Understanding Food Security
People are food secure when they have stable access to enough nutritious and culturally appropriate food to support a healthy and active life. By contrast, people who are food insecure worry about running out of food, compromise on food quality in order to eat enough, or go hungry, often missing meals, because of lack of money for food.
Approximately 800 million people around the world are undernourished, almost one fifth of the world’s population. Globally, some progress has been made during the past decade, with the number of people facing hunger decreasing by more than 150 million over the last decade, but due to increased conflict in parts of the world, the numbers have begun to rise again.
It is particularly troublesome that in Canada, a country of considerable wealth and abundant farmland, over four million Canadians face these issues. This means that one in eight households and one in six children are affected by food insecurity. The impacts are substantially greater in northern regions, with 60% of children in Nunavut living in food insecure households. Unlike global advances, in the past decade there has been no decrease in food insecurity in Canada, and numbers are rising in some provinces.1
Canada does not have a food shortage problem, but we do have a poverty problem and a food distribution problem.
Regardless of the underlying causes, the impact of food insecurity is devastating:
- Chronic disease increases – food insecurity is associated with higher rates of diabetes, cardiovascular disease, dental problems and other nutrition related health issues.
- Healthcare costs rise – people who are living with severe food insecurity cost the health care system 121% more. A recent Dietitians of Canada report estimates the cost of poverty on the health care system is an additional $7.6B annually.
- Mental health suffers – mental health problems are more common among people who are food insecure, while children who are food insecure may experience an increase in an array of behavior problems including: mood swings, fighting, hyperactivity, aggression and anxiety.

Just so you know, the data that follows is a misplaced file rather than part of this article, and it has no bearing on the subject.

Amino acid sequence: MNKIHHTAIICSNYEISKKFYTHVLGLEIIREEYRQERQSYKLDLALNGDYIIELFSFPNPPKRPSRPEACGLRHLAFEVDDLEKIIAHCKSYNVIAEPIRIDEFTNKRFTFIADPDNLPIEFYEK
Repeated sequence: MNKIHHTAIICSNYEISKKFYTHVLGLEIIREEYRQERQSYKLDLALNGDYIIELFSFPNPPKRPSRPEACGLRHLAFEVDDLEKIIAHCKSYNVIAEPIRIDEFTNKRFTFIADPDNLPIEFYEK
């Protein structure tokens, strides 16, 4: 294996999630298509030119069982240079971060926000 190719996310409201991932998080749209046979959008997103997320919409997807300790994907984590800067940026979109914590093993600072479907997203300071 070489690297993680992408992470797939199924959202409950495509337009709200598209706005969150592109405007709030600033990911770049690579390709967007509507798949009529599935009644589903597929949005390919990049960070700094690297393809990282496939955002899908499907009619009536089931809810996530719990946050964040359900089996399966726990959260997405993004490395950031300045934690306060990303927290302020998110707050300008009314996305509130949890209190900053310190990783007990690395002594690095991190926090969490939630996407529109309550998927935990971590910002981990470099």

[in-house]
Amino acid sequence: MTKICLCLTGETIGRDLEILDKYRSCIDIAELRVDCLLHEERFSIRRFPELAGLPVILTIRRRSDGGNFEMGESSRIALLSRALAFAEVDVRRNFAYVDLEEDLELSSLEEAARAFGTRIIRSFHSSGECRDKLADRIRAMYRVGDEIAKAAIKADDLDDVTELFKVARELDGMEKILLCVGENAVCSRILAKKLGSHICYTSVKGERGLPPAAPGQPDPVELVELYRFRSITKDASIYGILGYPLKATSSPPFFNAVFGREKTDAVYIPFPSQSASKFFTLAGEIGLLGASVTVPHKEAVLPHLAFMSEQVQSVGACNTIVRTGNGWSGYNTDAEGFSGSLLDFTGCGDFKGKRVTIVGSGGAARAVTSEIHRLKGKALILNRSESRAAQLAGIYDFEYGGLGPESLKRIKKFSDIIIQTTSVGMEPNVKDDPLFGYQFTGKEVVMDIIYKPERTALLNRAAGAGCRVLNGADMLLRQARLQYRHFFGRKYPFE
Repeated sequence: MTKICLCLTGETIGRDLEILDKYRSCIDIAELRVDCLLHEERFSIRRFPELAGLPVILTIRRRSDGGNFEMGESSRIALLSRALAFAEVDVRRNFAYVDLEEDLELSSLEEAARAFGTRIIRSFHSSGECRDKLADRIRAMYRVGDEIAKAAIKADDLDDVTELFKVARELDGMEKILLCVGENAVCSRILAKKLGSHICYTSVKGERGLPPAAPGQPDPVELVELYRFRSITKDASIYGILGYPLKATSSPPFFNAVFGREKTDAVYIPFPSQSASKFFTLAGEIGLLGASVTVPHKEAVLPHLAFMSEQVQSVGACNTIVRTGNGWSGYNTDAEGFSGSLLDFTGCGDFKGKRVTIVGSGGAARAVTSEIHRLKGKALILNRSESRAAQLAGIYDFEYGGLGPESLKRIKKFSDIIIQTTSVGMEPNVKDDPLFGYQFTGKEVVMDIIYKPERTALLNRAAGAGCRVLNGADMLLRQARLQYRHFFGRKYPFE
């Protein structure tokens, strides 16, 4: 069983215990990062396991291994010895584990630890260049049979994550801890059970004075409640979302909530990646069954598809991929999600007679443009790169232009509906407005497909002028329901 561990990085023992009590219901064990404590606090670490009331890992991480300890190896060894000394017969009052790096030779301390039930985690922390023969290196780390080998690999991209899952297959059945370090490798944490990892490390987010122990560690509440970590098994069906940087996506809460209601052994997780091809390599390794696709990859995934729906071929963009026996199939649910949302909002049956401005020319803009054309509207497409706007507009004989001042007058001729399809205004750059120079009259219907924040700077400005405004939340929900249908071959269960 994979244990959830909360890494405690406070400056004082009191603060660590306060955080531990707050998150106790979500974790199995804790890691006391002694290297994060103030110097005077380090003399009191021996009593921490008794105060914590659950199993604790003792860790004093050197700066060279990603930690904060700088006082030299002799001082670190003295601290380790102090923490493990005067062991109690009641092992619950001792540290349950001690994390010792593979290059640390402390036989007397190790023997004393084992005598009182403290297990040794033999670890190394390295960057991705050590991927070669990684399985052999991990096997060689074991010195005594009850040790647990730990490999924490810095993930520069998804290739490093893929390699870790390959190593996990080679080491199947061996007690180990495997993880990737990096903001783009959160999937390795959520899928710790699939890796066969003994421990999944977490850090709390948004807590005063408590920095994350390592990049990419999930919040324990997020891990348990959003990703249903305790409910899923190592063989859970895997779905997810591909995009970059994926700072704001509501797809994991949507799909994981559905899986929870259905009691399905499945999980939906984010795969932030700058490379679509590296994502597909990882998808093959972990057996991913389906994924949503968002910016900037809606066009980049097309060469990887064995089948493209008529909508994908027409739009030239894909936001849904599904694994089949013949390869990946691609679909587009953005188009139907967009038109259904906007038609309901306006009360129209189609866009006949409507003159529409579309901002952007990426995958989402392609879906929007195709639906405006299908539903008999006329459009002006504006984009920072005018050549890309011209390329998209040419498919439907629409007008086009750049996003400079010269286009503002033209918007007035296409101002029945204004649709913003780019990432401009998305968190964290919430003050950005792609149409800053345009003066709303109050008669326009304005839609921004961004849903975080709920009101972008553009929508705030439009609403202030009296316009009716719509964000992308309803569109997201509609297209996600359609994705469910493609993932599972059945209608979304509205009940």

- Loneliness increases – poverty and food insecurity increase social isolation.
- Learning suffers – research shows a strong correlation between diet quality and concentration, alertness and academic performance (improved test scores, general math and reading scores) and positive social behaviours. Children who suffer food insecurity are more likely to be suspended from school and have difficulty getting along with peers.
There are no easy solutions for this daunting issue. But there are actions we can take.
Passionate community leaders, food experts and organizations are demonstrating leadership, and innovation to make a difference. Given the direct link between poverty and food insecurity, public policy and national investments are also essential. Various levels and departments of governments are moving forward. Knowledge sharing and collaboration are on the rise.
We all need to work together to tackle this social and public issue. We also need to work in ways that recognize the critical contribution that comes from community and individual empowerment. The Centre seeks to provide an important voice and support for change.
- 1 We reference research by the PROOF report of 2014 extensively throughout this website. Source: Tarasuk, V., Mitchell, A., Dachner, N. (2016). Household food insecurity in Canada, 2014. Toronto: Research to identify policy options to reduce food insecurity (PROOF). Retrieved from http://proof.utoronto.ca.